Prior to January 1, 2019, divorce judges considered the parties’ gross incomes to determine the appropriate amount of alimony. Effective January 1, 2019, under the new tax laws, the court will now look at the parties’ net after tax incomes to determine the appropriate amount of alimony.

Is an Alimony Order Modifiable?

After a divorce, alimony in Connecticut is modifiable upon the showing of a substantial change in circumstances. For example, if one party’s income has decreased dramatically, he or she can seek to reduce their alimony obligation. There are a number of other circumstances which may warrant a modification as well.

Does Alimony End on Cohabitation in Connecticut?

Alimony does not automatically terminate when the receiving spouse cohabitates with someone. A number of factors will be considered to determine if the alimony should be terminated or possibly reduced. These factors include, but are not limited to, the type of relationship and the financial assistance the ex-spouse is receiving from the person they are living with.

At Broder & Orland LLC, we concentrate our practice exclusively on family law. In doing so, we understand the financial constraints that a pending divorce can pose on both parties, and the importance of establishing both an equitable amount and duration of alimony. We are adept at advising our clients on the strategies and the multitude of factors considered by a Court in establishing an alimony award.

Children and Custody Disputes: Do My Child’s Wishes Matter?

This Week’s Blog by Andrew M. Eliot

Must a Judge Consider My Child’s Wishes in a Custody Dispute?

No.  It is a common misconception that Judges must consider a child’s preferences in making determinations regarding a child’s custodial arrangement.

In fact, the only factor that a Judge must consider in rendering a custody determination is the “best interests” of a child.

Will a Judge Consider My Child’s Wishes in a Custody Dispute?

The short answer is — it depends.  Under the applicable Connecticut statute pertaining to custody determinations (C.G.S. §46b-56(c), Judges may — but are not required — to consider the “informed preferences of a child,” in determining what custodial arrangement is in a child’s best interest.  In practice, and through relevant judicial decisions, Courts have interpreted this to mean that a child’s preferences shall only be considered if a child is of sufficient age and is capable of forming an intelligent preference.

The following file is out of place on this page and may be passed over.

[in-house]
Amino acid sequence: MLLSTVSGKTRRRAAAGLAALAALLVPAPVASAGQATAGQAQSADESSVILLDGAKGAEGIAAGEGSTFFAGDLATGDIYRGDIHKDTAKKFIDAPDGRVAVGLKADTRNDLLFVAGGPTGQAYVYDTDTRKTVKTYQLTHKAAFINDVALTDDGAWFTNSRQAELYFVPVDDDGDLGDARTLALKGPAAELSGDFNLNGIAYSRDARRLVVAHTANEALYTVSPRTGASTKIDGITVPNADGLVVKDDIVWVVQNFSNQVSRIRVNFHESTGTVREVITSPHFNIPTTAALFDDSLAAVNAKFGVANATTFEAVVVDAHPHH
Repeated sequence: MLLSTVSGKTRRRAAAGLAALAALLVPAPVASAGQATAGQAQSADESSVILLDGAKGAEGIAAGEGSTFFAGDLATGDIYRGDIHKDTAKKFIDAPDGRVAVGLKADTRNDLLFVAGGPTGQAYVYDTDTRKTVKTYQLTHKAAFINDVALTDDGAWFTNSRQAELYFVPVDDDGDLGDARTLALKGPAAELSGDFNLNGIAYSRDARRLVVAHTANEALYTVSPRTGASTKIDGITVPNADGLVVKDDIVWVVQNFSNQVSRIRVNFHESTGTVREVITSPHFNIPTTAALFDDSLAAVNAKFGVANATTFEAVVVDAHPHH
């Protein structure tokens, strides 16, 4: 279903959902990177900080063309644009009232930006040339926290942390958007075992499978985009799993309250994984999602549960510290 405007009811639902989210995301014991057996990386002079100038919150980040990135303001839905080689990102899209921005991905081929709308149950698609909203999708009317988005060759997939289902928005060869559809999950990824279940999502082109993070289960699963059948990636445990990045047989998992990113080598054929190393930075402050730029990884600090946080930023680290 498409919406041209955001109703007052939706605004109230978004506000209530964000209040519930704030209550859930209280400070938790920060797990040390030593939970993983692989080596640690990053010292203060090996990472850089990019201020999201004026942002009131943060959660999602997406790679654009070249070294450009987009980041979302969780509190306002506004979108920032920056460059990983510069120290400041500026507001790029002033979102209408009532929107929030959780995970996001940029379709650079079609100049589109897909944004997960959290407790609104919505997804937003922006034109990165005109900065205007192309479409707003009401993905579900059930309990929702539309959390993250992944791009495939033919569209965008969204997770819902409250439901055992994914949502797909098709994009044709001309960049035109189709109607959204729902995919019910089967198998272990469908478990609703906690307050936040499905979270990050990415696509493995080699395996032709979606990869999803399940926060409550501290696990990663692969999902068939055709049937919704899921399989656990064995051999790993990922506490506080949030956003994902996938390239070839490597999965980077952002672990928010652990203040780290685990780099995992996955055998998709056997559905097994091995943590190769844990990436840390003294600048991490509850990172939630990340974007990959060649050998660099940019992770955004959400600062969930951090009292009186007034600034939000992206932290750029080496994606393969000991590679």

How Will a Judge Determine if my Child is of Sufficient Age and Capable of Forming an Intelligent Preference?

There is no precise answer to this question and no fixed age at which a child will be deemed to automatically meet this threshold.  Rather, whether a particular child meets this initial threshold is a determination that falls within the discretion of the Judge.

However, in considering whether a child is of sufficient age and is capable of forming an intelligent preference, such that his or her custodial preferences may be considered by the Court, a Judge is likely to consider not only a child’s chronological age (though this will certainly be a factor), but also the child’s maturity level and intellectual capacity.  A Judge is likely to make such assessments by hearing witness testimony from relevant individuals (such as a child’s parents, a Guardian Ad Litem, and/or any relevant mental health professionals) and potentially considering additional evidence such as documentation relating to a child’s academic performance at school.

If my Child is deemed of Sufficient Age and Capable of Forming an Intelligent Preference, will a Judge Honor His or Her Wishes?

Not necessarily.  Notably, even if a Judge determines that it is appropriate to consider a child’s custodial preferences, he or she still has the discretion to determine that the expressed preferences of the child are not in the child’s best interest, and render orders that are contrary to the child’s wishes.

Parents should also be aware that Judges are often inclined to view the expressed wishes of a child with skepticism or distrust, given that a child who is the subject of a custody dispute may have conflicting feelings about custodial arrangements, may feel pressure from one parent (or both) to express certain preferences, and may have preferences that are subject to change at any moment.